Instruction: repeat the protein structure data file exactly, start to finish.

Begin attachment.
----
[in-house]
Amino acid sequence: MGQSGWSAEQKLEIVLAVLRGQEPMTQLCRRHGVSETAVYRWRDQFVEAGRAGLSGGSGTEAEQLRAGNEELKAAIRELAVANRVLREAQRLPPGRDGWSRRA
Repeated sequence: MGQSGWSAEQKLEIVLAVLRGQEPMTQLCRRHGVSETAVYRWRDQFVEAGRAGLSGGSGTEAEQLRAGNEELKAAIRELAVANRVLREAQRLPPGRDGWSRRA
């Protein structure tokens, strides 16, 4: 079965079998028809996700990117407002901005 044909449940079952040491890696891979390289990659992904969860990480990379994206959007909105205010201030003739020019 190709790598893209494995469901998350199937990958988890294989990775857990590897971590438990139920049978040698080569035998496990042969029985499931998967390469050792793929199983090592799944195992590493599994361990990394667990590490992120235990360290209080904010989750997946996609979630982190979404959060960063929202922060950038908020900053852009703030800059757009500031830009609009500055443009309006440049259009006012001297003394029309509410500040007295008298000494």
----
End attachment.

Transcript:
[in-house]
Amino acid sequence: MGQSGWSAEQKLEIVLAVLRGQEPMTQLCRRHGVSETAVYRWRDQFVEAGRAGLSGGSGTEAEQLRAGNEELKAAIRELAVANRVLREAQRLPPGRDGWSRRA
Repeated sequence: MGQSGWSAEQKLEIVLAVLRGQEPMTQLCRRHGVSETAVYRWRDQFVEAGRAGLSGGSGTEAEQLRAGNEELKAAIRELAVANRVLREAQRLPPGRDGWSRRA
């Protein structure tokens, strides 16, 4: 079965079998028809996700990117407002901005 044909449940079952040491890696891979390289990659992904969860990480990379994206959007909105205010201030003739020019 190709790598893209494995469901998350199937990958988890294989990775857990590897971590438990139920049978040698080569035998496990042969029985499931998967390469050792793929199983090592799944195992590493599994361990990394667990590490992120235990360290209080904010989750997946996609979630982190979404959060960063929202922060950038908020900053852009703030800059757009500031830009609009500055443009309006440049259009006012001297003394029309509410500040007295008298000494």